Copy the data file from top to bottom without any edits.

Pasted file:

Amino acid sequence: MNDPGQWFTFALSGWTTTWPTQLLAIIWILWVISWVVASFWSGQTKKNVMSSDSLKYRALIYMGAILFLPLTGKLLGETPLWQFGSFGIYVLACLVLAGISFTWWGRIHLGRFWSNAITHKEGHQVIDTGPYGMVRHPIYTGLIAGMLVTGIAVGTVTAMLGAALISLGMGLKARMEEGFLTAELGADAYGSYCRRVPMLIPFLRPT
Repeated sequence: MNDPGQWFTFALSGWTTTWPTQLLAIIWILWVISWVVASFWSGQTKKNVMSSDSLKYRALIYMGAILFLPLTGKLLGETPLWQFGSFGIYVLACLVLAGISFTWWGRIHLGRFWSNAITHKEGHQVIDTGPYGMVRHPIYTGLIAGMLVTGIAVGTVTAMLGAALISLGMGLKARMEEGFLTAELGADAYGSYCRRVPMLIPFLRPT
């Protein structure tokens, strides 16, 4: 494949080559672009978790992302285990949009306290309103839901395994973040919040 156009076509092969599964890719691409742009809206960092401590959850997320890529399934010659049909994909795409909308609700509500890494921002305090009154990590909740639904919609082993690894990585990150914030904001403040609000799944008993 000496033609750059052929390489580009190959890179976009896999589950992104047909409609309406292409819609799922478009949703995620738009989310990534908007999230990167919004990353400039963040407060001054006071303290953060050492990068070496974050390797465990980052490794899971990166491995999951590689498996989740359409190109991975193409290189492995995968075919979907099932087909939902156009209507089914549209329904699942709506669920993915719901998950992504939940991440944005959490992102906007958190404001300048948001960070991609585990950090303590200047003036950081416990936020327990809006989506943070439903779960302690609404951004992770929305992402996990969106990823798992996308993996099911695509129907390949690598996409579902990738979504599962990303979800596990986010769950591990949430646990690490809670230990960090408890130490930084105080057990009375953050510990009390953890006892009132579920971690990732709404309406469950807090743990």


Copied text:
Amino acid sequence: MNDPGQWFTFALSGWTTTWPTQLLAIIWILWVISWVVASFWSGQTKKNVMSSDSLKYRALIYMGAILFLPLTGKLLGETPLWQFGSFGIYVLACLVLAGISFTWWGRIHLGRFWSNAITHKEGHQVIDTGPYGMVRHPIYTGLIAGMLVTGIAVGTVTAMLGAALISLGMGLKARMEEGFLTAELGADAYGSYCRRVPMLIPFLRPT
Repeated sequence: MNDPGQWFTFALSGWTTTWPTQLLAIIWILWVISWVVASFWSGQTKKNVMSSDSLKYRALIYMGAILFLPLTGKLLGETPLWQFGSFGIYVLACLVLAGISFTWWGRIHLGRFWSNAITHKEGHQVIDTGPYGMVRHPIYTGLIAGMLVTGIAVGTVTAMLGAALISLGMGLKARMEEGFLTAELGADAYGSYCRRVPMLIPFLRPT
């Protein structure tokens, strides 16, 4: 494949080559672009978790992302285990949009306290309103839901395994973040919040 156009076509092969599964890719691409742009809206960092401590959850997320890529399934010659049909994909795409909308609700509500890494921002305090009154990590909740639904919609082993690894990585990150914030904001403040609000799944008993 000496033609750059052929390489580009190959890179976009896999589950992104047909409609309406292409819609799922478009949703995620738009989310990534908007999230990167919004990353400039963040407060001054006071303290953060050492990068070496974050390797465990980052490794899971990166491995999951590689498996989740359409190109991975193409290189492995995968075919979907099932087909939902156009209507089914549209329904699942709506669920993915719901998950992504939940991440944005959490992102906007958190404001300048948001960070991609585990950090303590200047003036950081416990936020327990809006989506943070439903779960302690609404951004992770929305992402996990969106990823798992996308993996099911695509129907390949690598996409579902990738979504599962990303979800596990986010769950591990949430646990690490809670230990960090408890130490930084105080057990009375953050510990009390953890006892009132579920971690990732709404309406469950807090743990």